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Just a couple of months into 2011 we have already seen two chaotic anti-government protests in Egypt and Tunisia.

But was this just the tip of the iceberg?

In late January 2011, we saw Tunisia’s former President Ben Ali flee to Saudi Arabia after days of violent anti-government protests.

Then, in February, we witnessed how people power forced Egypt’s former President Hosni Mubarak to end his decades-long rule.

And now, the Middle East and North African (MENA) nations including Libya, Yemen, Algeria, and Saudi Arabia are hitting the airwaves with their own demonstrations, putting world markets on a tailspin.

Trouble in Libya began brewing around mid-February when protesters in Benghazi, the country’s second-largest city, were handled violently by police.

Other demonstrators soon joined all the hatin’, and the Libyan government literally fired back and shot unarmed civilians.

Today, violence and outrage continue to dominate the country with Seif al-Islam Qadhafi, son of Muammar al-Gaddafi, recently swearing to fight until the “last man, last woman, last bullet.” Talk about conviction!

Unfortunately, this appears to have taken its toll on Libya’s oil production. Market geeks say that production has already dropped by at least 100,000 barrels per day. The news is giving investors sleepless nights because Libya has the largest oil reserves in Africa. Yipes!

Aside from Libya, other MENA countries are also revealing their bad vibes towards their government.

For one, Algerians have resumed their pro-democracy protests a few days ago, Iranians have launched anti-government slogans, and small Shi’ite protests were also spotted in the eastern province of Saudi Arabia.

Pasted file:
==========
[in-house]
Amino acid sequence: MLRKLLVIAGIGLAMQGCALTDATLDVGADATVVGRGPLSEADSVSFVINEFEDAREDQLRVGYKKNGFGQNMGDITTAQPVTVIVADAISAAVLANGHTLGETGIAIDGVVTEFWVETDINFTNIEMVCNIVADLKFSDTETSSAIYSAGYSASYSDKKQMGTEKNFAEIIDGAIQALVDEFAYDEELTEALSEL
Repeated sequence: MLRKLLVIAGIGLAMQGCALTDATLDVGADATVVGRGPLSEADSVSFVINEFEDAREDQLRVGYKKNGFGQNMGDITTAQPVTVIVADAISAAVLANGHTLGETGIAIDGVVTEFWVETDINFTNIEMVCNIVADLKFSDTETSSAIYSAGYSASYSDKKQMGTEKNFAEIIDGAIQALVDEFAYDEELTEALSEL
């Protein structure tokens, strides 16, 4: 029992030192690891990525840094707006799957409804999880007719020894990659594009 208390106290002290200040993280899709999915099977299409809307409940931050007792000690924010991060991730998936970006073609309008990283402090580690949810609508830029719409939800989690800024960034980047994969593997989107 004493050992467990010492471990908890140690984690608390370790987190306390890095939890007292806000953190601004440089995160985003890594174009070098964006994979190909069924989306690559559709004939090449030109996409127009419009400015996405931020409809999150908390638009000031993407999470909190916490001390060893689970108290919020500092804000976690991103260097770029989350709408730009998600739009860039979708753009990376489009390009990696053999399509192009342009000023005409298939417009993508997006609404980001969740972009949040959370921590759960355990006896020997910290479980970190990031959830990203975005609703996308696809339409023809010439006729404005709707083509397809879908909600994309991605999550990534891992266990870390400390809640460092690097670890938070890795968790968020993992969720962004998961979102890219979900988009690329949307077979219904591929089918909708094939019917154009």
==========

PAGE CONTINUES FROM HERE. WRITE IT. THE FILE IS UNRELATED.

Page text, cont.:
What people have to realize is that much more is a stake now that protests are flaring up in some of the world’s top oil-producing nations. Saudi Arabia is the 2nd largest oil producer in the world, pumping out over 9 million barrels of oil per day.

Meanwhile, Algeria, Iran, and Libya aren’t too far behind in terms of ranking. All three countries are in the top 15 in terms of daily output, producing roughly 2.1M, 1.8M, and 4.2M barrels in one day.

Moreover, these four countries also have some of the largest oil reserves. Data show that all four countries are also in the top 15 in terms of proven crude oil reserves.

Naturally, all these protests are putting pressure on oil prices. After all, if tensions get worse, where will the world’s gas-guzzling economies (*cough* the U.S. and China *cough*) get their “black crack” to satisfy their addiction?

Oil prices had actually been leveling off as the Organization of Petroleum Exporting Countries (OPEC) called for more oil production, while Saudi Arabian officials tried some jawboning of their own. But now that all this political tension has hit markets, it seems that crude oil prices are now on the fast track to hit the psychological $100/barrel mark!

Wait a minute, we trade currencies and not commodities! What do all these have to do with the forex market?

For starters, let’s revisit the School of Pipsology and review the correlation between oil and the Canadian dollar.

Since Canada is one of the top oil producers in the world, rising oil prices would be beneficial for the Canadian economy as well as its currency.

Now if oil production is restricted in the MENA hub, “black crack” addicts might have to turn to Canada to get their fix. That means more brownie points for the Loonie!

But if the supply of oil still runs short, it could wind up hurting production and growth in those economies that rely heavily on oil. In particular, Europe gets a sizeable chunk of its oil needs from Libya.

Without their regular oil fix, Europe’s manufacturing industries would be severely crippled.

In fact, Libya already cut off its natural gas supply to Italy, leaving the country with only 30 days worth of gas reserves and 90 days’ supply of oil. I wonder what would happen once those reserves run out…

Of course, this grim outlook has resulted in widespread risk aversion in the markets. The prospect of another oil crisis, which could push some economies back to recession, led to a huge drop in equities and forced traders to flee to the safe-havens.

It doesn’t help that several political analysts are predicting that this turmoil could spread like wildfire, even to South American nations such as Cuba and Venezuela.

This oil supply issue is definitely heating up and I have a feeling that other conflicts are brewing.